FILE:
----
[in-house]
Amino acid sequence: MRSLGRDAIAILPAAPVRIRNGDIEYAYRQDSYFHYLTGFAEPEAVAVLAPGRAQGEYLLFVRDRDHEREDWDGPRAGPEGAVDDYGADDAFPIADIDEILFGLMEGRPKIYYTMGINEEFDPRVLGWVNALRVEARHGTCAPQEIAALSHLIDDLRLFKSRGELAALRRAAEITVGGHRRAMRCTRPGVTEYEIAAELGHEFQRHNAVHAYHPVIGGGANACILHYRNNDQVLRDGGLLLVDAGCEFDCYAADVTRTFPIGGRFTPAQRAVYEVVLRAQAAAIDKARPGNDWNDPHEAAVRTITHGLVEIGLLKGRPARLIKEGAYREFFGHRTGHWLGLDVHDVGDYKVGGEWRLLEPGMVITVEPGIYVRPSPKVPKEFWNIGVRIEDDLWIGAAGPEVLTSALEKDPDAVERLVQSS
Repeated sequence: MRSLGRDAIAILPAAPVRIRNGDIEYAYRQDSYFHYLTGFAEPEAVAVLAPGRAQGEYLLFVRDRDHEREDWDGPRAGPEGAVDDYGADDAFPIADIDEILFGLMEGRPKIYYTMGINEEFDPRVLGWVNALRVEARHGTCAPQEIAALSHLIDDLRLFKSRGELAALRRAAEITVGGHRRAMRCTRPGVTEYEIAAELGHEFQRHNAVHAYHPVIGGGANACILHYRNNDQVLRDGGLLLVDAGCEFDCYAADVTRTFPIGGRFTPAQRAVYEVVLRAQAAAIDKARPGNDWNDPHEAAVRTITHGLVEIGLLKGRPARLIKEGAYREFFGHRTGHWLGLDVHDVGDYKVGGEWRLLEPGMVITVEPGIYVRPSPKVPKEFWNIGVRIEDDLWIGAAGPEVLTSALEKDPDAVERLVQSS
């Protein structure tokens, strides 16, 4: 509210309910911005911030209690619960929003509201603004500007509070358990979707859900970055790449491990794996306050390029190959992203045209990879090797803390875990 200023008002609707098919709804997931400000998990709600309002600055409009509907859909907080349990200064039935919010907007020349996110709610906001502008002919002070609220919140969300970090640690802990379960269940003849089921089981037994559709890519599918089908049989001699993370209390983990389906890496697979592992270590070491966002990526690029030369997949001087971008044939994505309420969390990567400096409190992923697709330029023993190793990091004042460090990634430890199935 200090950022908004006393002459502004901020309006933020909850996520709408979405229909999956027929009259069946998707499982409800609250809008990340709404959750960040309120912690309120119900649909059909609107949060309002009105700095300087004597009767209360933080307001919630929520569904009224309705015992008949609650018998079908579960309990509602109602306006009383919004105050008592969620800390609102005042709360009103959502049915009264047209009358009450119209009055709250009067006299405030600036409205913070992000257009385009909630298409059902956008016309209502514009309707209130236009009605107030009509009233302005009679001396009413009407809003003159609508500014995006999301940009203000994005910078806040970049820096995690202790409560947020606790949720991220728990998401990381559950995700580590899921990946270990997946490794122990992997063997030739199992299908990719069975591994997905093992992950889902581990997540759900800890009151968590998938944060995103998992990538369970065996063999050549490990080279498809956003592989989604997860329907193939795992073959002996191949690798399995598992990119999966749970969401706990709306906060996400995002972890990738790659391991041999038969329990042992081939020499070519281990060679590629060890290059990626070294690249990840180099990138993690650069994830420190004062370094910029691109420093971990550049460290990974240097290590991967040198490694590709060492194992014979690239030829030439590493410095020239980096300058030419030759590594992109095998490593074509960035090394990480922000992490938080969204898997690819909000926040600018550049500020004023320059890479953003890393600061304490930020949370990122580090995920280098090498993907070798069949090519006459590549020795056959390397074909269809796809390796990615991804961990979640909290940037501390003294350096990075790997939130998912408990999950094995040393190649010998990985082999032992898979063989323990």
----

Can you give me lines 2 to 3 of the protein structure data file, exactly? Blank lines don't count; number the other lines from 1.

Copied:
Amino acid sequence: MRSLGRDAIAILPAAPVRIRNGDIEYAYRQDSYFHYLTGFAEPEAVAVLAPGRAQGEYLLFVRDRDHEREDWDGPRAGPEGAVDDYGADDAFPIADIDEILFGLMEGRPKIYYTMGINEEFDPRVLGWVNALRVEARHGTCAPQEIAALSHLIDDLRLFKSRGELAALRRAAEITVGGHRRAMRCTRPGVTEYEIAAELGHEFQRHNAVHAYHPVIGGGANACILHYRNNDQVLRDGGLLLVDAGCEFDCYAADVTRTFPIGGRFTPAQRAVYEVVLRAQAAAIDKARPGNDWNDPHEAAVRTITHGLVEIGLLKGRPARLIKEGAYREFFGHRTGHWLGLDVHDVGDYKVGGEWRLLEPGMVITVEPGIYVRPSPKVPKEFWNIGVRIEDDLWIGAAGPEVLTSALEKDPDAVERLVQSS
Repeated sequence: MRSLGRDAIAILPAAPVRIRNGDIEYAYRQDSYFHYLTGFAEPEAVAVLAPGRAQGEYLLFVRDRDHEREDWDGPRAGPEGAVDDYGADDAFPIADIDEILFGLMEGRPKIYYTMGINEEFDPRVLGWVNALRVEARHGTCAPQEIAALSHLIDDLRLFKSRGELAALRRAAEITVGGHRRAMRCTRPGVTEYEIAAELGHEFQRHNAVHAYHPVIGGGANACILHYRNNDQVLRDGGLLLVDAGCEFDCYAADVTRTFPIGGRFTPAQRAVYEVVLRAQAAAIDKARPGNDWNDPHEAAVRTITHGLVEIGLLKGRPARLIKEGAYREFFGHRTGHWLGLDVHDVGDYKVGGEWRLLEPGMVITVEPGIYVRPSPKVPKEFWNIGVRIEDDLWIGAAGPEVLTSALEKDPDAVERLVQSS